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By SHAINA STOCKTON
Valley On-The-Job Training, a program offered by the New River/Mount Rogers Workforce Investment Board, will help find jobs for people who are capable of working in manufacturing or healthcare, but may lack a skill or two they could learn quickly.
The program seeks to offer more employment opportunity, while protecting the financial security of potential employers.
The program was introduced at a Crossroads Institute event on Dec. 13, which was attended by the Twin County Employer Advisory Committee and The Society for Human Resource Management.
Program Specialist Jennifer Reedy presented the program as a way to provide new windows of opportunity to people who are seeking jobs in the area.
“The grants offered by the program will provide money to help employers hire people,” said Reedy.
Employers who specialize in healthcare or manufacturing are eligible to receive help from this program.
The grant assists employers in hiring applicants who are capable of work, but may be lacking one or more specific skills that are needed for the job. The employee is hired on and training is provided for them to learn the skills they need while they are working.
During this time, a portion of the person’s pay is reimbursed through the grant to the employer.
Reimbursement rates depend upon the size of the business, Reedy said. A business with more than 250 employees could receive up to 50 percent reimbursement, while businesses with fewer than 50 employees could receive up to 90 percent reimbursement. Variable rates with reductions in reimbursements made over time are also negotiable.
This way, the employee is able to earn a paycheck while completing the training program, and the employer risks less financially.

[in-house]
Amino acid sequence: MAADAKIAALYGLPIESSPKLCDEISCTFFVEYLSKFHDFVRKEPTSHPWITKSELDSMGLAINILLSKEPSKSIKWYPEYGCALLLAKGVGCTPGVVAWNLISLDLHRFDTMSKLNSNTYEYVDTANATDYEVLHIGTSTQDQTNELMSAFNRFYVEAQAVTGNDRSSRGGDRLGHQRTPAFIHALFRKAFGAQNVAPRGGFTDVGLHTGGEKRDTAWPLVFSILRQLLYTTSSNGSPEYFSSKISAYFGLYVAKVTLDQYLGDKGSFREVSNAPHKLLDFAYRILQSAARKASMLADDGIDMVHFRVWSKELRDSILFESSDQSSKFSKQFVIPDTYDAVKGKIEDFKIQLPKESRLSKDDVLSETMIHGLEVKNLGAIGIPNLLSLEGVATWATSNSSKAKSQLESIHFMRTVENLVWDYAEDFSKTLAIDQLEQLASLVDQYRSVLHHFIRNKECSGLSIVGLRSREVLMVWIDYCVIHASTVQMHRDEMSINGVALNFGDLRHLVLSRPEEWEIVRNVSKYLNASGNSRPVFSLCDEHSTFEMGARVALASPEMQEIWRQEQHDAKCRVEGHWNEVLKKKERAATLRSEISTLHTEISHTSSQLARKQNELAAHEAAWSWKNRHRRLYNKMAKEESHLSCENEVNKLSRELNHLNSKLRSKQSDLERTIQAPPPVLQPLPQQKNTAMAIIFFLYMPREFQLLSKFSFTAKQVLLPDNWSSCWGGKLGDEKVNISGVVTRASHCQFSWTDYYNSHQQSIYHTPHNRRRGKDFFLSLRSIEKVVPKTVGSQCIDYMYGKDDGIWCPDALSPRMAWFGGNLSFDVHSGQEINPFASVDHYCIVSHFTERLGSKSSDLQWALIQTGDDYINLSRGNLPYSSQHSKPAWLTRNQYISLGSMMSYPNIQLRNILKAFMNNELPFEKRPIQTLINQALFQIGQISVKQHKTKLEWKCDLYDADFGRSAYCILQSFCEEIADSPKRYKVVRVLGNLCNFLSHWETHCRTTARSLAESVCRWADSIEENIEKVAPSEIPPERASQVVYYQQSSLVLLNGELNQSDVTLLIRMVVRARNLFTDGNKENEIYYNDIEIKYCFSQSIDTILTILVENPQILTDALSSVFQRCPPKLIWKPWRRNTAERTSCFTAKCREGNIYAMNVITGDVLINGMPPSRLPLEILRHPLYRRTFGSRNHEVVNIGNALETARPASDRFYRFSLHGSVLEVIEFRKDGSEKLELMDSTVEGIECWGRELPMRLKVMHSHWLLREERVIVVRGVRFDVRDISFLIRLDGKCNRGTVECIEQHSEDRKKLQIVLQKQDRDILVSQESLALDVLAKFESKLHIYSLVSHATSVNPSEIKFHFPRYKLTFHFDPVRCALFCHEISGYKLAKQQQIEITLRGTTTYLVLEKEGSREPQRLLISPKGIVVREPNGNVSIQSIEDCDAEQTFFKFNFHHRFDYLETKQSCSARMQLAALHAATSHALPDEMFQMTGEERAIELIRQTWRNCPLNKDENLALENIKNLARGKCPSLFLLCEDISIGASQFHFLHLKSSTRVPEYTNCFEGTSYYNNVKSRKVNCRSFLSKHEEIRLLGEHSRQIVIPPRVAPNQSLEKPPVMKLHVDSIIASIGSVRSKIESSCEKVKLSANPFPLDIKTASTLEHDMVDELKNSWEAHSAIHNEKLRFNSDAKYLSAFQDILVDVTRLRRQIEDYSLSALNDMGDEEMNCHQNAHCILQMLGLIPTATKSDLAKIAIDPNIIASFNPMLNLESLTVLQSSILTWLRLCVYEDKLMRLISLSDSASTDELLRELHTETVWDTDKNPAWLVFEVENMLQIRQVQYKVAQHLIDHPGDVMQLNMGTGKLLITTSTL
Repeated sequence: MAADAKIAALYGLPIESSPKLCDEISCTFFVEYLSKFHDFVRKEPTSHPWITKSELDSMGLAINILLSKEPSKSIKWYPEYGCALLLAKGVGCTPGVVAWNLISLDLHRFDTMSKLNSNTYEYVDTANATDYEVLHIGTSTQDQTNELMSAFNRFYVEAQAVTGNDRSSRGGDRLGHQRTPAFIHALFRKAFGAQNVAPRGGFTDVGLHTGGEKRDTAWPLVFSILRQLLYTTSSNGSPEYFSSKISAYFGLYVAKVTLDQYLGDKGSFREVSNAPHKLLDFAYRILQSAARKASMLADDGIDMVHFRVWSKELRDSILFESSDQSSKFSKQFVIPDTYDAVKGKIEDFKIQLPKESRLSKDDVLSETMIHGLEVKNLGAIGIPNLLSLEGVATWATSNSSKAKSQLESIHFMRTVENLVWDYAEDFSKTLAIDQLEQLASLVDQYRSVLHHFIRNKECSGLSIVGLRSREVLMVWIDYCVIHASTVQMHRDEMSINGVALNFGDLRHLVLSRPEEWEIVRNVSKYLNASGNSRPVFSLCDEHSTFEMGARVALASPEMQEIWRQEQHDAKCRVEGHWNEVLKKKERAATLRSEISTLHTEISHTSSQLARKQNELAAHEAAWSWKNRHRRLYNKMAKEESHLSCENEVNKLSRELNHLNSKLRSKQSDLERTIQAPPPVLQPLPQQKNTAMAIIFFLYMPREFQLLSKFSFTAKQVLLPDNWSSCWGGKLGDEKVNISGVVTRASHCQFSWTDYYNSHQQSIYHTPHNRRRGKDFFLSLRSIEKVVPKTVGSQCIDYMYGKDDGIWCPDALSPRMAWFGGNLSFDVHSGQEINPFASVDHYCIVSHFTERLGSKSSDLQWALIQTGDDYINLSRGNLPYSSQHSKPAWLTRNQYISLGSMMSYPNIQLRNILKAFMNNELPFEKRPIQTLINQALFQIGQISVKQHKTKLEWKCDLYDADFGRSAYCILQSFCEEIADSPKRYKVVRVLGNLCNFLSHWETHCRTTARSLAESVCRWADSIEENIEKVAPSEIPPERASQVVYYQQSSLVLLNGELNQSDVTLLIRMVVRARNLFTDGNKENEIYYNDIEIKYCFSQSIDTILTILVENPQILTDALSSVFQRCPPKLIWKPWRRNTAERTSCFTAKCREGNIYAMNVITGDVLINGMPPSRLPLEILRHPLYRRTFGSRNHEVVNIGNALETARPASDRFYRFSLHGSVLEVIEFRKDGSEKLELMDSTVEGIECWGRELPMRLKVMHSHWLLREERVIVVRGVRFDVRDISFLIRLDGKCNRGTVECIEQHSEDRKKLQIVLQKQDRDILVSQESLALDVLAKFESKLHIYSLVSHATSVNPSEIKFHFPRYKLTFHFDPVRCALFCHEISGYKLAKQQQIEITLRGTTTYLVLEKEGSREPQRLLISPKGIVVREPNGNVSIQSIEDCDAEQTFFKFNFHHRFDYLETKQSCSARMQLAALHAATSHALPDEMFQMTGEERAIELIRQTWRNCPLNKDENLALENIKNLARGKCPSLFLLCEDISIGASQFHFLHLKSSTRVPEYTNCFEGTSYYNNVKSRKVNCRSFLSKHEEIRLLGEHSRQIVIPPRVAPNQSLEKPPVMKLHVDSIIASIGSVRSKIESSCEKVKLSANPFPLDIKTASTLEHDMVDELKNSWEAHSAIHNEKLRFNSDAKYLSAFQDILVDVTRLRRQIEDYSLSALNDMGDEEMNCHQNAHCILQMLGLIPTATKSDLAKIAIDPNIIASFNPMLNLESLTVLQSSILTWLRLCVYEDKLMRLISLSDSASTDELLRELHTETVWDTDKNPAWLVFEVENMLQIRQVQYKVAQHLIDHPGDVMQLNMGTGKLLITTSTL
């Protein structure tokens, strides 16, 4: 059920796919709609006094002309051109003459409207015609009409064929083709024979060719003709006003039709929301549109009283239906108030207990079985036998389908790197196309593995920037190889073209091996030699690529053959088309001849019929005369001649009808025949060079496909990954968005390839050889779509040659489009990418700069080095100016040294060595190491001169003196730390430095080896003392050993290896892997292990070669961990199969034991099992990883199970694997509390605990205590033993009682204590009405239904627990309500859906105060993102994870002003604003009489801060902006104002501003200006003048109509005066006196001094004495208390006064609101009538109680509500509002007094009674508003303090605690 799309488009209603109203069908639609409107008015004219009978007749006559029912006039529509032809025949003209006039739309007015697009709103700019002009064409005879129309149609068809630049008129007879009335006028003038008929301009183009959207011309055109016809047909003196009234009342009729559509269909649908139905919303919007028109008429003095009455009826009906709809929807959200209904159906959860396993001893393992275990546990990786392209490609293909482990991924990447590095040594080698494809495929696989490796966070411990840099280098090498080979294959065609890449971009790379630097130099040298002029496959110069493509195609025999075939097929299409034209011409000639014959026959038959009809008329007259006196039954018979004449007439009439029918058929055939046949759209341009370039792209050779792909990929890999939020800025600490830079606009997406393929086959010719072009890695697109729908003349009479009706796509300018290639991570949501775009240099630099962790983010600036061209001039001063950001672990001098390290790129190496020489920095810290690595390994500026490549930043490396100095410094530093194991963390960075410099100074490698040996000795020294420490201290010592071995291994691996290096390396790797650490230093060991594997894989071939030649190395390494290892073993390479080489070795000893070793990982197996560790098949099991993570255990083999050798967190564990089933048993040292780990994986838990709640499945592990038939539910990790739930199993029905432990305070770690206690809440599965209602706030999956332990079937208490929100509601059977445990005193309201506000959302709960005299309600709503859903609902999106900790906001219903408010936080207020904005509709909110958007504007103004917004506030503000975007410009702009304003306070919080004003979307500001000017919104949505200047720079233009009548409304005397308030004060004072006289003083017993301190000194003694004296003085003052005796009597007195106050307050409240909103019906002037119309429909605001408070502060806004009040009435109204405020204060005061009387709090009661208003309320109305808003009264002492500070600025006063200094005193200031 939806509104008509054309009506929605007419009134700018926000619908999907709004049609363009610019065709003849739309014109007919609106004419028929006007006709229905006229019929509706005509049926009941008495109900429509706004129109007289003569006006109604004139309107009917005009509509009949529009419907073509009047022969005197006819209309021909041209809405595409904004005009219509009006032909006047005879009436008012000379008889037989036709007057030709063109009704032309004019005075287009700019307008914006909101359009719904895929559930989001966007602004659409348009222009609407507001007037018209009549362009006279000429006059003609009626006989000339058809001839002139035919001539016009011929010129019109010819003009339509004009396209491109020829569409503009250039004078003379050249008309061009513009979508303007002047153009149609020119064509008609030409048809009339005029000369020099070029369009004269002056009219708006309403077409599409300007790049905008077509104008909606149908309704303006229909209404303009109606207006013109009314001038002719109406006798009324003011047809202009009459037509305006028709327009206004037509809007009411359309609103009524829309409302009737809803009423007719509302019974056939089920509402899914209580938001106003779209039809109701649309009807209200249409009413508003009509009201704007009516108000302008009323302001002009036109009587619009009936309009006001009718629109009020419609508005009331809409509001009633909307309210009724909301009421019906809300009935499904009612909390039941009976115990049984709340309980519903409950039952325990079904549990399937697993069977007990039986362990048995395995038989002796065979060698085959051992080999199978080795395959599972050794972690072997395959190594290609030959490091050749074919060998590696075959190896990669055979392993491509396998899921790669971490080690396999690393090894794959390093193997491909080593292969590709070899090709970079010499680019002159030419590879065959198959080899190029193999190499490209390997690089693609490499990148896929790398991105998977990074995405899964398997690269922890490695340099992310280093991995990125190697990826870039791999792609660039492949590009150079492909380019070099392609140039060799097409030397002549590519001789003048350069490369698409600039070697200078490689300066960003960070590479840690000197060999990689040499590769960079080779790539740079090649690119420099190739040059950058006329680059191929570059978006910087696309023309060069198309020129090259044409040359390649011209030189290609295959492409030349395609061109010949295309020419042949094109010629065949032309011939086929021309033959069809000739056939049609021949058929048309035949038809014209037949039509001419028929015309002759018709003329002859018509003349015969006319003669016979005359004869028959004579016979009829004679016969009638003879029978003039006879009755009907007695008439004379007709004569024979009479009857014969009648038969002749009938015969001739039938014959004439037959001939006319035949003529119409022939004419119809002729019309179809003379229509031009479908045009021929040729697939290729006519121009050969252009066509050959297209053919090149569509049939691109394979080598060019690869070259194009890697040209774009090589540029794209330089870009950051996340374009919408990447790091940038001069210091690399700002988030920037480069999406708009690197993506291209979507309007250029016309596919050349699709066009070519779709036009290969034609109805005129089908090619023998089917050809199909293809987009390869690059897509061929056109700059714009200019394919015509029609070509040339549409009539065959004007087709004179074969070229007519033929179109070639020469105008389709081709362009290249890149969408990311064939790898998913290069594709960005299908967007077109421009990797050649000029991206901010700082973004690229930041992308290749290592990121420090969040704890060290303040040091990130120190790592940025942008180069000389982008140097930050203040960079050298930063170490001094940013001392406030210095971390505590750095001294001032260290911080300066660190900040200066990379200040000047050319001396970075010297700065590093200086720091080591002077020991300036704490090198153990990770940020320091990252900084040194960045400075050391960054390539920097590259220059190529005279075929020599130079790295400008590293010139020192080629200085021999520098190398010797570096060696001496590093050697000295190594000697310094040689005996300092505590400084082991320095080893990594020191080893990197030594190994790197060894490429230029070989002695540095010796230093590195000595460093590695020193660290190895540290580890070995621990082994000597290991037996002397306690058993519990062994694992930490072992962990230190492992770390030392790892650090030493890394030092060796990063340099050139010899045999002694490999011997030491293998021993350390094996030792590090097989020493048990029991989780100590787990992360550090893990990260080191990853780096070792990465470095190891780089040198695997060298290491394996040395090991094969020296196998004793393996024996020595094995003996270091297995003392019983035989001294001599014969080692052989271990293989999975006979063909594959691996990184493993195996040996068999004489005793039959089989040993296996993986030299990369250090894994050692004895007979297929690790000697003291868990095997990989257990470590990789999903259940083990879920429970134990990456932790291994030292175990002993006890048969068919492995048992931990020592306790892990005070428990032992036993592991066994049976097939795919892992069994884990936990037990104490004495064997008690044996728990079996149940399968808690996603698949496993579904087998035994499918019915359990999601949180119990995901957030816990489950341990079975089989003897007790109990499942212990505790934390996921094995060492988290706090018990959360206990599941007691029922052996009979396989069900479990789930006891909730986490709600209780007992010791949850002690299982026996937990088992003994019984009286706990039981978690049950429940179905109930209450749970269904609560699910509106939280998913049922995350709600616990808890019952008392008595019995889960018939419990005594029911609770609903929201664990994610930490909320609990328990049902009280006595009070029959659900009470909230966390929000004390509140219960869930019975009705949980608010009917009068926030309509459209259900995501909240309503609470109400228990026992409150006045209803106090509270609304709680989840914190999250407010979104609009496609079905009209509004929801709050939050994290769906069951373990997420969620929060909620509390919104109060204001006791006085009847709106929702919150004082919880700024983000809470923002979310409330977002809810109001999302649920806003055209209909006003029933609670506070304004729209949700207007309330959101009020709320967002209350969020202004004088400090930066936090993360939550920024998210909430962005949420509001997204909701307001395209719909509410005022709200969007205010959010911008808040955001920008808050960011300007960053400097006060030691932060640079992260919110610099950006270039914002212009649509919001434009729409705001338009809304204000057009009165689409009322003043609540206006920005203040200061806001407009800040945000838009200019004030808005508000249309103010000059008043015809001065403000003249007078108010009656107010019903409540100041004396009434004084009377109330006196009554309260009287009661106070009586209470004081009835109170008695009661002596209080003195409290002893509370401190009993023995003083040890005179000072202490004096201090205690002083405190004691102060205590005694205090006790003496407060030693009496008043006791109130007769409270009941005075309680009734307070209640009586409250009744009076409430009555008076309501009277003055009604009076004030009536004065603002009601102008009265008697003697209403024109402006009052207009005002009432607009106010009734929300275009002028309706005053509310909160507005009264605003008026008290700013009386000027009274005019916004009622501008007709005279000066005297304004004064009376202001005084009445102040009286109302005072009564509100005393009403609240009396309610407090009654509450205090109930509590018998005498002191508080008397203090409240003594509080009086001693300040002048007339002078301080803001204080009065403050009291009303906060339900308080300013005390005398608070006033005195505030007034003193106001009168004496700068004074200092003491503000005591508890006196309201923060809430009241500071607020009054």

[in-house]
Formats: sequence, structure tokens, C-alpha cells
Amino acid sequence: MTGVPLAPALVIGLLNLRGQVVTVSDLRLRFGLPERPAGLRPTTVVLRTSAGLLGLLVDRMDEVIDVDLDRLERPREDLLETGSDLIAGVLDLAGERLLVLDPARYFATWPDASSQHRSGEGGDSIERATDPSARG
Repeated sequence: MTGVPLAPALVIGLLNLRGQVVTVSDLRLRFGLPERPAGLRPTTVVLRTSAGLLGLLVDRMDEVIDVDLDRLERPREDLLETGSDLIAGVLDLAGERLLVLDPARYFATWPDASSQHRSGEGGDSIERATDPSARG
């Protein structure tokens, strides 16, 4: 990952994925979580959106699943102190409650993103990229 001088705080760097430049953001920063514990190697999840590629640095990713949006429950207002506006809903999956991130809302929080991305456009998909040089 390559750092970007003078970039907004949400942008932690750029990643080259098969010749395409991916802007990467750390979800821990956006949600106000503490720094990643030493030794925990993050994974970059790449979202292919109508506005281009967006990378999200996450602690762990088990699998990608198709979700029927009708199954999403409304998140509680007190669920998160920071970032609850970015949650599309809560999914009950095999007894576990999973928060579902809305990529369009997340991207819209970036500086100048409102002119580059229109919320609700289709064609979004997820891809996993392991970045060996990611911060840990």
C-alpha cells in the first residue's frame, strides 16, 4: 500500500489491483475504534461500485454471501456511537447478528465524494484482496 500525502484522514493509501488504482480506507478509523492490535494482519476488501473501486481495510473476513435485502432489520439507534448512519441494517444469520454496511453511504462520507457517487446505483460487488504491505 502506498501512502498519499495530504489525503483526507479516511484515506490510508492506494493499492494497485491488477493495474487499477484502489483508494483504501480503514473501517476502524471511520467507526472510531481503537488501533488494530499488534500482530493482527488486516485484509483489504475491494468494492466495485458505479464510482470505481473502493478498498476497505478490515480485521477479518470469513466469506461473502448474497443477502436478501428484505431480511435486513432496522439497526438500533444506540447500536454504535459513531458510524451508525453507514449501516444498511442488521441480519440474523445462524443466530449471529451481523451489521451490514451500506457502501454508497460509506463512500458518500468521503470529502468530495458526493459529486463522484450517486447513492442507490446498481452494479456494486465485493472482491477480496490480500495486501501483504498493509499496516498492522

Reedy said the process is simple. “You write out the agreement and include what that person needs to learn and how long it will take, then every 30 days you send in an invoice. Then, we send you a check."
To qualify for the program, both the employer and the job seeker must meet a series of requirements.
Those who are seeking a job must be considered long-term unemployed. Possible scenarios that qualify an individual for this includes:
• Someone who has been without a job for 27 weeks or more, who is able to work, and who is able to provide documentation of Unemployment Insurance eligibility
• Someone who lost their job during the recent recession (Jan. 1, 2008, forward), and who has exhausted their unemployment benefits.
• Someone who has not yet reconnected with a job that provides comparable responsibility and pay
• Someone who is working part-time jobs when they want a full-time job, or who has become discouraged and has stopped looking for a job.
Additional requirements include having either a high school diploma or GED, along with post-secondary education and/or work experience, and being eligible to work in the United States.
Any man born after 1960 must also be registered with Selective Service.
For the employer, the requirements include:
• Resources for training the employee (some outside supplemental training is available)
• Healthy and safe working conditions
• Workers compensation or accident insurance coverage
• Payroll and recording keeping systems
• Payment of employer wage taxes
• Appropriate training and supervision of participants
• No evidence of discrimination or other unlawful practices in hiring or training
As for the job itself, Reedy explained that the position must be full-time, and that the training plan must take from one to 12 months to complete.
“The skill has to be something that actually qualifies some training,” she said.